Also, or perhaps as a consequence of the above, pubs have been trading positively and stably over the past 18 months, again making the sector more attractive to investors. Indeed, over the past two years pubs achieved positive like-for-like sales growth in 19 months of 24, compared to just nine months achieved by their restaurant counterparts (according to the Coffer Peach Business Tracker). For now, the sector is lapping some tough comparables with last year’s good weather and football World Cup, but it still benefits from a broad trading window – driving growth through different day parts and revenue streams, such as accommodation, which is becoming an increasingly significant point of difference for some. More clarity on underlying performance will come after the summer.

The broadly positive performance has led to interest from both trade and financial buyers, which has supported consistent M&A activity over the past 12 months. Already this year, there have been 15 completed transactions, the highest since 2014. This has seen valuation multiples tick up towards the top end of the range 10–12x EBITDA, with transaction valuation multiples in line with recent averages – LTM is 10.9x (Stonegate’s proposed acquisition of EiG is valued at 11.4x). There has been a good balance of buyers, with trade just edging private funds over the last few years in deal volume terms.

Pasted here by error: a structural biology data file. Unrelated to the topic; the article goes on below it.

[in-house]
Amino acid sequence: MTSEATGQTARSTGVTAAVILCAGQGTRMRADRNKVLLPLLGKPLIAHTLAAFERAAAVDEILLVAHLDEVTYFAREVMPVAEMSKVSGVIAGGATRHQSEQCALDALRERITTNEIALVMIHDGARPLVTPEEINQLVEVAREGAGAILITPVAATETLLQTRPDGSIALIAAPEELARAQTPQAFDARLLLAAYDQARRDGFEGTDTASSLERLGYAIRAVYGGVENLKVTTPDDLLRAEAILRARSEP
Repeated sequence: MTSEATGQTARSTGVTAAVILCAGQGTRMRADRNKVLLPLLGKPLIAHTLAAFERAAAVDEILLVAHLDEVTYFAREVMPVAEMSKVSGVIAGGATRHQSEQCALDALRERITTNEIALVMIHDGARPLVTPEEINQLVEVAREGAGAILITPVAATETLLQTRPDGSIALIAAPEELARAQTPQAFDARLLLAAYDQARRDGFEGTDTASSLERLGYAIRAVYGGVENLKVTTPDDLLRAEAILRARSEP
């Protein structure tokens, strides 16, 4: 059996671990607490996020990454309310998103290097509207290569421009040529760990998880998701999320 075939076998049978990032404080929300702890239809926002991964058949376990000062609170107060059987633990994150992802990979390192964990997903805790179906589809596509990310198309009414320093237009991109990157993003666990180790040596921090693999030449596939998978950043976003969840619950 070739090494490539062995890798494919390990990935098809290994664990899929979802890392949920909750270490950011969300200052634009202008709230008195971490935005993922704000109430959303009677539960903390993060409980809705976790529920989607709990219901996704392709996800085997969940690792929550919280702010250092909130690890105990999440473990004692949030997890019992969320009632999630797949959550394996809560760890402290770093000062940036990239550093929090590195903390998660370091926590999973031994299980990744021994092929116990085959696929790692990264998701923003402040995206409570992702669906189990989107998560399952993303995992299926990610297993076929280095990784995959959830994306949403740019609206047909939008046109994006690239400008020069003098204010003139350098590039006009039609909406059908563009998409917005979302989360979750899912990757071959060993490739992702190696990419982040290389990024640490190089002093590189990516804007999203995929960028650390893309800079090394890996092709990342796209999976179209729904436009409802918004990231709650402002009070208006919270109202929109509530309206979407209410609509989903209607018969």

Higher yields on offer

In addition, real estate funds are increasingly looking to pubs as a viable long-term asset class that offers higher yields than other alternative real estate asset classes.